The Startup Disk cannot be partitioned

Discussion in 'Windows, Linux & Others on the Mac' started by Apples555, Dec 21, 2013.

  1. Apples555 macrumors regular

    Joined:
    Mar 4, 2012
    #1
    I run 10.6 and recently installed 10.9 as a dual-boot. Both work well and I boot into the smaller 10.9 partition by default.

    I needed to install Windows XP for some old applications so I started boot camp, except now it says "The Startup Disk cannot be partitioned or restored to a single partition. The startup disk must be formatted as a single Mac OS Extended (Journaled) volume or already partitioned by Boot Camp Assistant for installing Windows." Boot Camp worked fine before Mavericks was released and I only had a single Snow Leopard partition.

    Both the 10.6 and 10.9 BCA say that. Switching the startup disc doesn't change anything. My startup 'disc' (Mavericks) is a single HFS+ volume, as is Snow Leopard.

    What does this mean? What am I missing?
     
  2. Quackers macrumors 6502a

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    Sep 18, 2013
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    Manchester, UK
    #2
    I don't think Bootcamp will work if both your OSX installations are on the same drive.
    Bootcamp needs a basic drive setup to do its partitioning - i.e. one OSX partition using all of the drive (except for the EFI partition and the recovery partition).
     
  3. Apples555 thread starter macrumors regular

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    Mar 4, 2012
    #3
    That must be it. Any way around to get Windows? I've never understood how the Apple BIOS interacts with the Windows installer.
     
  4. Quackers macrumors 6502a

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    #4
    As far as I know there is no way to use Bootcamp.
    What you could possibly do with a later version of Windows (8 or 8.1 would be best) is partition the drive yourself and install Windows in EFI mode, but that's a wholly different proposition and may depend on your hardware.
    You would still need to download the appropriate support drivers from Apple.

    You could perhaps install Windows to an external drive but I'm not 100% sure whether Windows likes that.

    Time for some Googling I think.
     
  5. DeltaMac macrumors 604

    DeltaMac

    Joined:
    Jul 30, 2003
    Location:
    Delaware
    #5
    Apple doesn't use a BIOS.

    Boot Camp means that Windows is installed on a separate partition, and you have to restart your Mac to boot up into Windows.

    Another method that many people use is a virtualized environment for Windows using an app such as Parallels, or VMWare.
    Win XP is not supported from boot camp in 10.9, so another good reason that a virtual machine would be a good thing, with the additional bonus that you don't have to restart your computer just to use your Windows apps.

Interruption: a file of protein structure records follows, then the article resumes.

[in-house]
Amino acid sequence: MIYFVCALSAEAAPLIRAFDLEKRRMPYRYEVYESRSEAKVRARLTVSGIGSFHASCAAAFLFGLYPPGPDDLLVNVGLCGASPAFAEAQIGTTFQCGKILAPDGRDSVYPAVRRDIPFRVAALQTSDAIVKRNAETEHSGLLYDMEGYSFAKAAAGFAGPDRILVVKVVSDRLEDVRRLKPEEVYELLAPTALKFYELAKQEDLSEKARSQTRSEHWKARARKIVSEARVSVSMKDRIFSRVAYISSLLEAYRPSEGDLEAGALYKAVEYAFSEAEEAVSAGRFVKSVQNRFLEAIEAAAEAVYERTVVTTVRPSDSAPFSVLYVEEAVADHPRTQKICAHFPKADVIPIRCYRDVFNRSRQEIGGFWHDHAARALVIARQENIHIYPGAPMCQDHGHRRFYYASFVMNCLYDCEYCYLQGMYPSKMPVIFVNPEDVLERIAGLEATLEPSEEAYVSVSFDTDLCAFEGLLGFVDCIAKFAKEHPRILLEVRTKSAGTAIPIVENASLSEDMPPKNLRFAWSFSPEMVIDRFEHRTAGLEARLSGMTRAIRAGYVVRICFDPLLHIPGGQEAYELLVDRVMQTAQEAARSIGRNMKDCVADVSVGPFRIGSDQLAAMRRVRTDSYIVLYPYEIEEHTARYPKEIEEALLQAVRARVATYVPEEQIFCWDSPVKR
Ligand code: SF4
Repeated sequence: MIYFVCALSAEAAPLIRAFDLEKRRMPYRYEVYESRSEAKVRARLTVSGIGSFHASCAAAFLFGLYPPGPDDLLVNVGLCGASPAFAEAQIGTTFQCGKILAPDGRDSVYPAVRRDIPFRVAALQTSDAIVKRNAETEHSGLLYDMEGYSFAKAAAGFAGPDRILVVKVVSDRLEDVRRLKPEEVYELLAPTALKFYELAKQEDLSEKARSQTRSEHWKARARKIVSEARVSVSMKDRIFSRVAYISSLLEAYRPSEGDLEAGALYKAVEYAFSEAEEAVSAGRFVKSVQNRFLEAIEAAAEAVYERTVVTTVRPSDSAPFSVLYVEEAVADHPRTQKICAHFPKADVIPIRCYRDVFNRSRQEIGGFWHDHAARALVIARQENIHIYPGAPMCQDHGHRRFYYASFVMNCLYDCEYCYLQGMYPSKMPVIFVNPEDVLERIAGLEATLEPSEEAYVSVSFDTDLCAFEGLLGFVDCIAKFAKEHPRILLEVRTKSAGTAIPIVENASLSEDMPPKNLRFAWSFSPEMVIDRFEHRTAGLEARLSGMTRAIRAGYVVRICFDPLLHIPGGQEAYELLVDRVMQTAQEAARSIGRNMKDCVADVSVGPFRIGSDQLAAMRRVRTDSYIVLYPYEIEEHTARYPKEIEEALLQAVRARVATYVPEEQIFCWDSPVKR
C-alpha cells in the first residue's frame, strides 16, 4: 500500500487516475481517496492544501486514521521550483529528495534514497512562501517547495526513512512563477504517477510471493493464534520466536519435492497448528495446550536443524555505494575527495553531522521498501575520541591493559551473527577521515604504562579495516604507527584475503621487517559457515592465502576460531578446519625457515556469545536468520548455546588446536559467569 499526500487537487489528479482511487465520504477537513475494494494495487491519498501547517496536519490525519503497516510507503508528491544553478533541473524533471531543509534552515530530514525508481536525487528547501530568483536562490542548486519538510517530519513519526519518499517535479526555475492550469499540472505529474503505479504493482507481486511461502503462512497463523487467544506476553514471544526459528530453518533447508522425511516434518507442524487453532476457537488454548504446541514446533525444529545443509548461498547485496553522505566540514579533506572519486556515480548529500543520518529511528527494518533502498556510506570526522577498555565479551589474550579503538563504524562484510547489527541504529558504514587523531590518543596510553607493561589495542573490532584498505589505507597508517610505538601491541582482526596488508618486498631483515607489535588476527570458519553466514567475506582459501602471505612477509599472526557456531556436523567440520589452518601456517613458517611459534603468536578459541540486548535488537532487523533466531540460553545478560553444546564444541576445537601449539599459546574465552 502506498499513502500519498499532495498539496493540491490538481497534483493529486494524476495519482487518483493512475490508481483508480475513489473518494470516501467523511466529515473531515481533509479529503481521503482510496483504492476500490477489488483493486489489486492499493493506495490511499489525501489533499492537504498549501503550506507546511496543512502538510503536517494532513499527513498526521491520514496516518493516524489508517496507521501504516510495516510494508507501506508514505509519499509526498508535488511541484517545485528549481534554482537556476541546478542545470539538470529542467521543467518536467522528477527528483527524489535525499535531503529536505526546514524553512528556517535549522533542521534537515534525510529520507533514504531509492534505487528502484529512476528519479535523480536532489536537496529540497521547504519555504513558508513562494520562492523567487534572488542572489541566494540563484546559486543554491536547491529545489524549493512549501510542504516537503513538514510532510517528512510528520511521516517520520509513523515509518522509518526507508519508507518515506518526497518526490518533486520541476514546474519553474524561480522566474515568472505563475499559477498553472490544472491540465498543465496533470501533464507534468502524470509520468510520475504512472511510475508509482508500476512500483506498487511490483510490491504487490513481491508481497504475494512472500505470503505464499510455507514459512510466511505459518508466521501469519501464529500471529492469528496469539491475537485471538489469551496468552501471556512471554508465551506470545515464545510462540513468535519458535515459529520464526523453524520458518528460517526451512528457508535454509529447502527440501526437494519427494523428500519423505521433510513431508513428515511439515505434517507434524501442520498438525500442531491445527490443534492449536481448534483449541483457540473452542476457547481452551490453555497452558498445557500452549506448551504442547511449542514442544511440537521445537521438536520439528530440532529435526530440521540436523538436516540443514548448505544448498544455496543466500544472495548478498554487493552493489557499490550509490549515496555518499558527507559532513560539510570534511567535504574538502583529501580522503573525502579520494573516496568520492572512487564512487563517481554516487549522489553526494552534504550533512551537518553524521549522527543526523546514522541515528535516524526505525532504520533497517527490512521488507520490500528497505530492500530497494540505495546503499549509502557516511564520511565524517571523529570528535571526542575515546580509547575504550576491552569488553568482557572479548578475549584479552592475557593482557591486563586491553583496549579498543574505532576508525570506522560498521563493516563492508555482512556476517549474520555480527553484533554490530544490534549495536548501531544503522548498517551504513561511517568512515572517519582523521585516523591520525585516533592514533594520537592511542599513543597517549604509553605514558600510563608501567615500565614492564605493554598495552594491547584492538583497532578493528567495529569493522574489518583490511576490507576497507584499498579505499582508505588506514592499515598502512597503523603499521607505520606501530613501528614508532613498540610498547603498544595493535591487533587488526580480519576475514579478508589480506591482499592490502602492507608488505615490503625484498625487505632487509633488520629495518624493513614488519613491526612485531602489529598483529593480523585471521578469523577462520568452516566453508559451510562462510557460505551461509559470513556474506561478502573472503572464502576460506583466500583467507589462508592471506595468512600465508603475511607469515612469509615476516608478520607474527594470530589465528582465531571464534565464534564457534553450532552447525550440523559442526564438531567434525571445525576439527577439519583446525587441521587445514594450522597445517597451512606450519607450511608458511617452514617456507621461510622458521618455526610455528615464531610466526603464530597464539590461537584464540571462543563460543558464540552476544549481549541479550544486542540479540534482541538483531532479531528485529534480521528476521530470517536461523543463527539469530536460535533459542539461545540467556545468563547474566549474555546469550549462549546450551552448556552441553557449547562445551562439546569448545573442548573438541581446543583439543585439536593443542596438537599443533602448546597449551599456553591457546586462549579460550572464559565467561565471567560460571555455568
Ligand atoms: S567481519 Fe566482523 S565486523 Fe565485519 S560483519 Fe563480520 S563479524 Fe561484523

Here's more info on that…
    http://lifehacker.com/5861391/the-best-virtualization-app-for-mac-os-x

    The article is a couple of years old, so all the apps have been updated, but the purpose remains the same.
     
  6. Apples555 thread starter macrumors regular

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    Mar 4, 2012
    #6
    I prefer booting into Windows, my MBP isn't powerful enough to run VMs well.

    I need XP for some video editing software. Can I create a partition in disk utility and run the Windows installer? What will the installer do to the MBR? I've had an XP partition on this machine before and it ran great.
     
  7. Quackers macrumors 6502a

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    #7
    That might become a bit of a lottery.
    The hybrid MBR created by disk utility can only recognise 4 partitions. You are likely to have at least 5, maybe more.
    I don't know which of these partitions would be included in the MBR.

    If you have recoverable systems you could try it but it's not something I would recommend.

    It might be preferable to delete one of your OSX installations and try again, though I'm not sure XP is still supported, so drivers may be a problem.
    Maybe somebody more familiar with that could comment.
     
  8. Apples555 thread starter macrumors regular

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    Mar 4, 2012
    #8
    I have 3 partitions (10.6, 10.9 & recovery) right now. Drivers aren't a problem, I still have the Snow Leopard CD with the Boot Camp drivers. The point is to get Windows (XP or 7, doesn't matter) booting without messing up the Apple MBR. I don't have Windows 8.

    What does Boot Camp do when it restarts into the Windows installer? From what I remember, it creates an environment where the installer only sees the boot camp partition of the hard drive. Will the installer even work? I think I had to load a SATA driver on a different computer for XP.
     
  9. Quackers macrumors 6502a

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    #9
    If you 10.6, 10.9 and a recovery partition you will also have at least one EFI partition, thus totalling 4 already.